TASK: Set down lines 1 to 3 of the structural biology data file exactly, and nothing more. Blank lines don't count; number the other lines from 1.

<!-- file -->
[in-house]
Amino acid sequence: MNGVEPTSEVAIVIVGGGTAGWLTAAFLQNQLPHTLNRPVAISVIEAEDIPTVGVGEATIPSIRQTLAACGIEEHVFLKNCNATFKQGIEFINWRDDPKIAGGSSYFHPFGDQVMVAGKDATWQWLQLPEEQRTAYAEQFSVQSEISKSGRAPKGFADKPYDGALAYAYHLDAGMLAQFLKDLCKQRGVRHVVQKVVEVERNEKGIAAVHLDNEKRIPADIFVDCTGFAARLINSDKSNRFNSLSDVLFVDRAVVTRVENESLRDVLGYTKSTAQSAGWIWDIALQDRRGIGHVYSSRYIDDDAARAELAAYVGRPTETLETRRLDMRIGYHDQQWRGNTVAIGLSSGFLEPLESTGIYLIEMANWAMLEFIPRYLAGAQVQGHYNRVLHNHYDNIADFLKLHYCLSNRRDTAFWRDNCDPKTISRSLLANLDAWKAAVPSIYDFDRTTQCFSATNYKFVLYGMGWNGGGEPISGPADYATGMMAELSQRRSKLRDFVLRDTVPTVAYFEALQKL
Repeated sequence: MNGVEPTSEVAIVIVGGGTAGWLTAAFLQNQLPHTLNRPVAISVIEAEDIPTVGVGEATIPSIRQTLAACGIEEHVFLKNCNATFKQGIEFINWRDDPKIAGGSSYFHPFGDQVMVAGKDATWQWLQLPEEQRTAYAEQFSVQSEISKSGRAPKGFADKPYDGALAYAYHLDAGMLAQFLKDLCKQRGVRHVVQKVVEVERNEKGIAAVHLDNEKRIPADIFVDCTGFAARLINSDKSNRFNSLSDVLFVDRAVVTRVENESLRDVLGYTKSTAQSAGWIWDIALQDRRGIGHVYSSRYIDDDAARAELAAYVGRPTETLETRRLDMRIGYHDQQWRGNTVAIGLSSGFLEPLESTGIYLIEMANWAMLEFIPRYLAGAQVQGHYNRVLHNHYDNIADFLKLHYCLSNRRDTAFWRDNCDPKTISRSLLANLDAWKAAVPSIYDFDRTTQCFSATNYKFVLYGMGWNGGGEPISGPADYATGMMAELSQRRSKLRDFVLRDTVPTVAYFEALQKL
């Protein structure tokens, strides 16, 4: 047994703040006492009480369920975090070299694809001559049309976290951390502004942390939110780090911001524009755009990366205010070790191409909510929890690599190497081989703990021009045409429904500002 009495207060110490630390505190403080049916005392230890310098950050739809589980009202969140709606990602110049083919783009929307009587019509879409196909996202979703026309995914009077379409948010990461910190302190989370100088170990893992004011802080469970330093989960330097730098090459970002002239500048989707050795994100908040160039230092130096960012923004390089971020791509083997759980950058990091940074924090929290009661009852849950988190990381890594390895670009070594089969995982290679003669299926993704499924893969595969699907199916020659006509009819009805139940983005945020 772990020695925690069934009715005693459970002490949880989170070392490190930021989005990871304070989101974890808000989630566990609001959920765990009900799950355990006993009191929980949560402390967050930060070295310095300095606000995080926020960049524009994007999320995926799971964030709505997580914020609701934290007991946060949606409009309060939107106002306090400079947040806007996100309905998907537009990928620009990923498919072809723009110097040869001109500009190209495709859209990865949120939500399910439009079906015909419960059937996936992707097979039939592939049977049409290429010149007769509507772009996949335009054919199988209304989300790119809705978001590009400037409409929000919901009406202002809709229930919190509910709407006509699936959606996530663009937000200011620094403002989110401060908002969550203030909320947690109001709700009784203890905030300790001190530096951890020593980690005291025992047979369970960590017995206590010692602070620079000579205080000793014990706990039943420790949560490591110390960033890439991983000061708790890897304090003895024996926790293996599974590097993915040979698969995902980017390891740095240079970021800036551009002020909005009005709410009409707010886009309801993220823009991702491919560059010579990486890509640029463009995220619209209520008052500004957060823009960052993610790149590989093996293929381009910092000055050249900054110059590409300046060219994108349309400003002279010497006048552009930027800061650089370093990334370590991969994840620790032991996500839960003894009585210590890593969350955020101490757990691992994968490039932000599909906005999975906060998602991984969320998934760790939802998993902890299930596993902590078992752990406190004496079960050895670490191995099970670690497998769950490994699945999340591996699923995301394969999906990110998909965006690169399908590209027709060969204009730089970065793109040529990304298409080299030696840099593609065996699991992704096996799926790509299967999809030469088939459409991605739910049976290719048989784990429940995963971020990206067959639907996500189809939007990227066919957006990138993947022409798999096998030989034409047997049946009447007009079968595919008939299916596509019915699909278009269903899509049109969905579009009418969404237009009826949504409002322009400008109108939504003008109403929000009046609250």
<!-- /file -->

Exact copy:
[in-house]
Amino acid sequence: MNGVEPTSEVAIVIVGGGTAGWLTAAFLQNQLPHTLNRPVAISVIEAEDIPTVGVGEATIPSIRQTLAACGIEEHVFLKNCNATFKQGIEFINWRDDPKIAGGSSYFHPFGDQVMVAGKDATWQWLQLPEEQRTAYAEQFSVQSEISKSGRAPKGFADKPYDGALAYAYHLDAGMLAQFLKDLCKQRGVRHVVQKVVEVERNEKGIAAVHLDNEKRIPADIFVDCTGFAARLINSDKSNRFNSLSDVLFVDRAVVTRVENESLRDVLGYTKSTAQSAGWIWDIALQDRRGIGHVYSSRYIDDDAARAELAAYVGRPTETLETRRLDMRIGYHDQQWRGNTVAIGLSSGFLEPLESTGIYLIEMANWAMLEFIPRYLAGAQVQGHYNRVLHNHYDNIADFLKLHYCLSNRRDTAFWRDNCDPKTISRSLLANLDAWKAAVPSIYDFDRTTQCFSATNYKFVLYGMGWNGGGEPISGPADYATGMMAELSQRRSKLRDFVLRDTVPTVAYFEALQKL
Repeated sequence: MNGVEPTSEVAIVIVGGGTAGWLTAAFLQNQLPHTLNRPVAISVIEAEDIPTVGVGEATIPSIRQTLAACGIEEHVFLKNCNATFKQGIEFINWRDDPKIAGGSSYFHPFGDQVMVAGKDATWQWLQLPEEQRTAYAEQFSVQSEISKSGRAPKGFADKPYDGALAYAYHLDAGMLAQFLKDLCKQRGVRHVVQKVVEVERNEKGIAAVHLDNEKRIPADIFVDCTGFAARLINSDKSNRFNSLSDVLFVDRAVVTRVENESLRDVLGYTKSTAQSAGWIWDIALQDRRGIGHVYSSRYIDDDAARAELAAYVGRPTETLETRRLDMRIGYHDQQWRGNTVAIGLSSGFLEPLESTGIYLIEMANWAMLEFIPRYLAGAQVQGHYNRVLHNHYDNIADFLKLHYCLSNRRDTAFWRDNCDPKTISRSLLANLDAWKAAVPSIYDFDRTTQCFSATNYKFVLYGMGWNGGGEPISGPADYATGMMAELSQRRSKLRDFVLRDTVPTVAYFEALQKL